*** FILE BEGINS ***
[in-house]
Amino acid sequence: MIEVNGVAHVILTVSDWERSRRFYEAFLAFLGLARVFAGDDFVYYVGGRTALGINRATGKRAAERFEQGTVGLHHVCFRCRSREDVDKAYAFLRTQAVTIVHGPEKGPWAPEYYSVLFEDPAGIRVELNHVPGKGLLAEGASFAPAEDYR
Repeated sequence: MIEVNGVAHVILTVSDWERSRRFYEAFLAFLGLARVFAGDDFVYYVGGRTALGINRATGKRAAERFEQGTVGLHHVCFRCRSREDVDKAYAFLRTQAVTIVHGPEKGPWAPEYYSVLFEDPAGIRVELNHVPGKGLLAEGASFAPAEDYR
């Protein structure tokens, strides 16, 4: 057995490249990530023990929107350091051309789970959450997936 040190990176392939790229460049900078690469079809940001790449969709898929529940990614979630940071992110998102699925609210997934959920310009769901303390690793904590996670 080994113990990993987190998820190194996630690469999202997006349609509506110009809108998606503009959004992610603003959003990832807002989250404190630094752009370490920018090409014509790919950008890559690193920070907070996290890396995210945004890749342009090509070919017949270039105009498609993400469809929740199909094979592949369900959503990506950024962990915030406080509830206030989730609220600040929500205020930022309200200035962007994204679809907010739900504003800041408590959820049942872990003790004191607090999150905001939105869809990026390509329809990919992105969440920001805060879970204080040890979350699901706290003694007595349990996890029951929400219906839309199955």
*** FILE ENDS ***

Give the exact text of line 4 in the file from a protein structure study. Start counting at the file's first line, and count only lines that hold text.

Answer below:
């Protein structure tokens, strides 16, 4: 057995490249990530023990929107350091051309789970959450997936 040190990176392939790229460049900078690469079809940001790449969709898929529940990614979630940071992110998102699925609210997934959920310009769901303390690793904590996670 080994113990990993987190998820190194996630690469999202997006349609509506110009809108998606503009959004992610603003959003990832807002989250404190630094752009370490920018090409014509790919950008890559690193920070907070996290890396995210945004890749342009090509070919017949270039105009498609993400469809929740199909094979592949369900959503990506950024962990915030406080509830206030989730609220600040929500205020930022309200200035962007994204679809907010739900504003800041408590959820049942872990003790004191607090999150905001939105869809990026390509329809990919992105969440920001805060879970204080040890979350699901706290003694007595349990996890029951929400219906839309199955």